Register at the door – $85 per person

*Limited to available sessions. Cash or check preferred.

Small Farms Conference Brochure 2020

Getting the Most Out of Your Hoophouse Vegetable Production – Andrew Mefferd

Growing vegetables in a hoophouse or greenhouse is becoming more important for local growers to lengthen local food season. However, many small growers are using field-growing techniques in their greenhouses and hoophouses, that do not make the most of their precious covered growing space.

This talk will introduce the system of protected vegetable production pioneered by the Dutch, which is common in large commercial vegetable production and is also useful on smaller farms. Andrew will discuss the basic principles of protected growing and how they differ from field growing. The focus is on the eight most common edible greenhouse crops: tomatoes, cucumbers, peppers, eggplant, lettuce, greens, herbs and microgreens. We will discuss why these crops are the most reliable ones to pay off for protected growing, and how to evaluate the potential of other crops. Both presentations will cover material from Andrew’s book, The Greenhouse and Hoophouse Grower’s Handbook.

Value Added Meat Goat Production – Renard Turner, Vanguard Ranch, Virginia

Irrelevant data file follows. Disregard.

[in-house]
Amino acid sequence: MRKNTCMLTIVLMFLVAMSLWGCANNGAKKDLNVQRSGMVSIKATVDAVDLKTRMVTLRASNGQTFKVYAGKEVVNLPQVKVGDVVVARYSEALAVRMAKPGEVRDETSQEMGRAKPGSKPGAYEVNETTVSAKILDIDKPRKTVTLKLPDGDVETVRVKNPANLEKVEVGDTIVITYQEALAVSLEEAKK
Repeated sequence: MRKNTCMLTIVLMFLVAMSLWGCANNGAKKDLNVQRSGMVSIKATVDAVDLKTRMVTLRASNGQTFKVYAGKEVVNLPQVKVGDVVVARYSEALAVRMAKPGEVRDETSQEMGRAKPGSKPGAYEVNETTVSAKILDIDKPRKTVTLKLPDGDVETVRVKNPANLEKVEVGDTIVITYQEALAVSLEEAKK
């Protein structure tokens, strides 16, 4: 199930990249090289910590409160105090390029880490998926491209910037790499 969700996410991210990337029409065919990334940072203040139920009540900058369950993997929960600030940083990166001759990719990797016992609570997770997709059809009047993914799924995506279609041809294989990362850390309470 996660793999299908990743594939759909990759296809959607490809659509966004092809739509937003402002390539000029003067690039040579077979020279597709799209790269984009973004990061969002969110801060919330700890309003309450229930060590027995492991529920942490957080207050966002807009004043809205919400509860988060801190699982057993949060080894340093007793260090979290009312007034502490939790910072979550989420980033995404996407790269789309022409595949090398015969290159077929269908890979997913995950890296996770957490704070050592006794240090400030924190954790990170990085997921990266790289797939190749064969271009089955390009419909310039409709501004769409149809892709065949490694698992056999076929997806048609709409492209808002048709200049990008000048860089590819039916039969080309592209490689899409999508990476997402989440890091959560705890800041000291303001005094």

Vanguard Ranch maintains of herd of about 100 goats and grows seasonal produce on its 60 acres. The meat goat breeds carry the myotonic trait for easier management and are managed at a low stocking rate to enhance the health of the herd. Quality is the goal because the ranch retains ownership of the meat and which is marketed as ranch identified value-added products.

Olives 101: What you need to know if you are considering a small orchard in Oregon – Javier Fernandez-Salvador, OSU Small Farms Program; Tessa Barker, Graduate Student, OSU

Olives do grow in Oregon! This “up and coming” crop has multiple considerations that you need to evaluate in order to be successful with production. In this session you will learn the basic physiology and growth of the plant, land requirements an orchard establishment needs, what the OSU Olea Project is researching and what are the options for selling your final product. Please remember that OSU is new to this crop too and we have a lot of answers to share but also questions that we are working on resolving.

Changes to the Oregon Farm to School Program that Benefit Producers – Amy Gilroy, Oregon Department of Agriculture; Sara Runkel, OSU Small Farms Program; Lauren Gwin, OSU Center for Small Farms and Community Food Systems; Melina Barker; Angela Hedstrom, Ecotrust; Jesse Nichols, Stoneboat Farm; Jeff Aichele, Aichele Farm; Lisa Vincent

Oregon’s Farm to School Program received an $11 million boost for the 2019-2021 biennium. The expanded program includes increased funding for schools to purchase Oregon grown and processed foods and a new grant program designed to help producers overcome barriers associated with equipment and infrastructure costs to sell Oregon grown and processed products to schools.  Come hear how the new grant program may be a fit for your small farm business and how to connect with your local procurement hub for resources. You will also hear from producers and school districts who have successful business relationships.

Cut Flower Profitability – Erin McMullen, Rain Drop Farm; Aaron Gaskey, Rain Drop Farm; Tanya Murray, Oregon Tilth